Paraphrasing and Citation Each time you paraphrase an author, you need to credit the source in the text. Page numbers are encouraged, but not required. As stated in the sixth edition of the Publication Manual of the American Psychological Association (APA, 2010), the ethical principles of scientific publication are designed to ensure the integrity of scientific knowledge and to protect the intellectual property of others. As the Publication Manual explains, authors are expected to correct the record if they discover errors in their publication; they are also expected to give credit to others for their prior work when it is quoted or paraphrased.
What to do if no author is provided When a work’s author is designated as “Anonymous,” cite the word Anonymous followed by a comma and the date. When no author is identified, cite the first few words of the reference entry. (This will usually be the first few words of the title.) Example:...given the number asking for free care (“Study Finds,” 2007). Example:... there were only a handful left at the scene (Anonymous, 1998).
Quoted material from an Internet source without pagination If paragraph numbers are provided, use them in place of page numbers. Example: Basu and Jones (2007) suggest the need for an “intellectual... cyberspace” (para. 4). If neither page nor paragraph number is provided, but headings are used, cite the appropriate heading and the number of the paragraph following it. Note: You will need to count the paragraphs yourself. Example: Verbunt (2008) found that “the level... condition” (Discussion section, para. 1).
Quoted material from an Internet source without pagination, cont. Example: According to Golan (2007), “Empirical... behavior” (“Mandatory Labeling Has Targeted,” para.4). (The original heading was “Mandatory Labeling Has Targeted Information Gaps and Social Objectives.”) Note: For a more complete discussion of this topic, see pp of the APA manual. Example: According to Golan (2007), “Empirical... behavior” (“Mandatory Labeling Has Targeted,” para.4). (The original heading was “Mandatory Labeling Has Targeted Information Gaps and Social Objectives.”) Note: For a more complete discussion of this topic, see pp of the APA manual. If neither page nor paragraph is provided and headings are too long to be cited in full, use a shortened heading with quotation marks. Note: You will need to count the paragraphs yourself.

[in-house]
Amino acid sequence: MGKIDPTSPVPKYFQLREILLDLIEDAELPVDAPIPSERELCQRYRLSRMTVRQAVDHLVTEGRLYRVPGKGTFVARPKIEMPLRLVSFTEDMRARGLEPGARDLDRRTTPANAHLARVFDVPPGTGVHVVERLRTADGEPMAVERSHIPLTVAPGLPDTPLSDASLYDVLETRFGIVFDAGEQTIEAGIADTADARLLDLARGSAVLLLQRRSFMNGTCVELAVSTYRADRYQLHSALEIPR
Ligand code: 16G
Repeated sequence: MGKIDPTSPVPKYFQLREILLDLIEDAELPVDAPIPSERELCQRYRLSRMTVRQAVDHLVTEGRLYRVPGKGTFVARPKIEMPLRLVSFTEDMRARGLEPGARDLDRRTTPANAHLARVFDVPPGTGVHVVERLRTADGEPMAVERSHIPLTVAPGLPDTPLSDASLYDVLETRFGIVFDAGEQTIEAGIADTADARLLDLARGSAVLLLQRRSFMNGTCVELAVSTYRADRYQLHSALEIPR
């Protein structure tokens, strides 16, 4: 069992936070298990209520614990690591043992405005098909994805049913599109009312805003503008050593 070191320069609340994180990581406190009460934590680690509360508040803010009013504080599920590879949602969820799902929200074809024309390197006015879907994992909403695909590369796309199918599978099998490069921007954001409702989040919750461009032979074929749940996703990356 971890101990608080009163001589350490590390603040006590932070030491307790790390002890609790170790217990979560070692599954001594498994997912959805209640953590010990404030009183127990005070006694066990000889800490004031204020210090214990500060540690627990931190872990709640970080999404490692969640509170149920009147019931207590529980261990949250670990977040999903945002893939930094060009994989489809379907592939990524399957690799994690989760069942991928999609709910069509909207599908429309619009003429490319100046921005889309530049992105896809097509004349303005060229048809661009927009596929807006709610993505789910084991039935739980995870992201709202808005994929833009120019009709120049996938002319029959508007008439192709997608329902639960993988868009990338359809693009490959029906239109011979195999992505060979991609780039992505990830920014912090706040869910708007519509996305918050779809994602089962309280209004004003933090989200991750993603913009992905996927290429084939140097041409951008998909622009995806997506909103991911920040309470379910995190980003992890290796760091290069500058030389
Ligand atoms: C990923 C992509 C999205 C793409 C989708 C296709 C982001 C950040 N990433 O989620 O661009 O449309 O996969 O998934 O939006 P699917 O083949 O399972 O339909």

Mechanics of the References page(s) Formatting the page: Center the word References at the top of the page. Double space all lines. indent the second (and following) lines of each reference entry ½ inch. (This is called a hanging indent.) To maintain gender anonymity, use only the author’s initials. Put the date of publication in parentheses following the author’s name and initials. Punctuating titles: Do not italicize, underline, or put quotes around the titles of shorter works such as journal articles or essays. Italicize titles of longer works such as books and journals. In titles of articles and books, capitalize only the first word of titles, subtitles, and proper names. Capitalize important words in titles of periodicals/journals.
Works taken from the Internet Two important changes in how to construct the References section entries when works come from the Internet: Previous editions required a retrieval date for online sources. The 6 th edition no longer requires a retrieval date. The 6 th edition discusses a new way of locating online material—the digital object identifier, or DOI. The DOI, now used by 2600 publishers, is a unique series of numbers assigned to online books and journal articles. The series of numbers, usually found on the first page of an electronic document, should be used to replace the URL in an entry in the References section. If DOI is not available, use the URL. (For more information on the DOI see pages 188 and 198 of the APA manual.)